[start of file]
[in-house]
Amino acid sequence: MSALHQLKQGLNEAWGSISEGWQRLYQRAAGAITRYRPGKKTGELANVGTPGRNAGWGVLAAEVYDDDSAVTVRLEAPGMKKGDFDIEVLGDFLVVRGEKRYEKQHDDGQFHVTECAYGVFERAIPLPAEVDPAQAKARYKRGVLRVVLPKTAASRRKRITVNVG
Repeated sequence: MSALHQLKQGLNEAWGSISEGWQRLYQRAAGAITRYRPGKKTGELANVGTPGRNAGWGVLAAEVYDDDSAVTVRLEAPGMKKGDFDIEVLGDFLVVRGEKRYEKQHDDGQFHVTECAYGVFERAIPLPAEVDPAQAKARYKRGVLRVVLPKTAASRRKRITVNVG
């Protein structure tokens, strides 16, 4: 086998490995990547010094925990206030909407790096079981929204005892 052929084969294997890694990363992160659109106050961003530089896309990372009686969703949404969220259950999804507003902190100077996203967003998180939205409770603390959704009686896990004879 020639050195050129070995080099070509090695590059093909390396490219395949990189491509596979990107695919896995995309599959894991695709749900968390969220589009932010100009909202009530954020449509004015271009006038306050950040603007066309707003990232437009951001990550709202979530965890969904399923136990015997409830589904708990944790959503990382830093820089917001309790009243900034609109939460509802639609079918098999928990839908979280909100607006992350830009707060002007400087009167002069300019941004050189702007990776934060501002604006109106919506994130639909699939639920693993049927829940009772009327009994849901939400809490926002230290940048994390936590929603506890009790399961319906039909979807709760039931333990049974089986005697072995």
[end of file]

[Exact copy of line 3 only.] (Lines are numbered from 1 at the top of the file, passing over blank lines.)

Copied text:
Repeated sequence: MSALHQLKQGLNEAWGSISEGWQRLYQRAAGAITRYRPGKKTGELANVGTPGRNAGWGVLAAEVYDDDSAVTVRLEAPGMKKGDFDIEVLGDFLVVRGEKRYEKQHDDGQFHVTECAYGVFERAIPLPAEVDPAQAKARYKRGVLRVVLPKTAASRRKRITVNVG